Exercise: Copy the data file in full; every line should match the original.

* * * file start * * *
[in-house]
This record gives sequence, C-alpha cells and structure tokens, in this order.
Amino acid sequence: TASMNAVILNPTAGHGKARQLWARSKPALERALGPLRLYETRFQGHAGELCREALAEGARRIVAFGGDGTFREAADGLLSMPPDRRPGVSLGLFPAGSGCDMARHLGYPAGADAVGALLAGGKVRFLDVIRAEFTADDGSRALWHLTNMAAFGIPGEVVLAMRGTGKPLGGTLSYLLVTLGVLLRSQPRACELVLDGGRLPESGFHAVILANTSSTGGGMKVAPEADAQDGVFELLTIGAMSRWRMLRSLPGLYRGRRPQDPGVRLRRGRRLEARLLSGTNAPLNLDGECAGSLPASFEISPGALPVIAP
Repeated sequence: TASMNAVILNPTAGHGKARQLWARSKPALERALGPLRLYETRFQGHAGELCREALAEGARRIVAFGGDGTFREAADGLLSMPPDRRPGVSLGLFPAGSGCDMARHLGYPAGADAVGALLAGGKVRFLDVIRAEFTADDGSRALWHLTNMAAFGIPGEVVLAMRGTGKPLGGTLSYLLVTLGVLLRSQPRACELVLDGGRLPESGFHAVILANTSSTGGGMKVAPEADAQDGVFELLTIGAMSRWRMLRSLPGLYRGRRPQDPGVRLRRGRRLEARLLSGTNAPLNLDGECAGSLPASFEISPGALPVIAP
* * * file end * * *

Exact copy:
[in-house]
This record gives sequence, C-alpha cells and structure tokens, in this order.
Amino acid sequence: TASMNAVILNPTAGHGKARQLWARSKPALERALGPLRLYETRFQGHAGELCREALAEGARRIVAFGGDGTFREAADGLLSMPPDRRPGVSLGLFPAGSGCDMARHLGYPAGADAVGALLAGGKVRFLDVIRAEFTADDGSRALWHLTNMAAFGIPGEVVLAMRGTGKPLGGTLSYLLVTLGVLLRSQPRACELVLDGGRLPESGFHAVILANTSSTGGGMKVAPEADAQDGVFELLTIGAMSRWRMLRSLPGLYRGRRPQDPGVRLRRGRRLEARLLSGTNAPLNLDGECAGSLPASFEISPGALPVIAP
Repeated sequence: TASMNAVILNPTAGHGKARQLWARSKPALERALGPLRLYETRFQGHAGELCREALAEGARRIVAFGGDGTFREAADGLLSMPPDRRPGVSLGLFPAGSGCDMARHLGYPAGADAVGALLAGGKVRFLDVIRAEFTADDGSRALWHLTNMAAFGIPGEVVLAMRGTGKPLGGTLSYLLVTLGVLLRSQPRACELVLDGGRLPESGFHAVILANTSSTGGGMKVAPEADAQDGVFELLTIGAMSRWRMLRSLPGLYRGRRPQDPGVRLRRGRRLEARLLSGTNAPLNLDGECAGSLPASFEISPGALPVIAP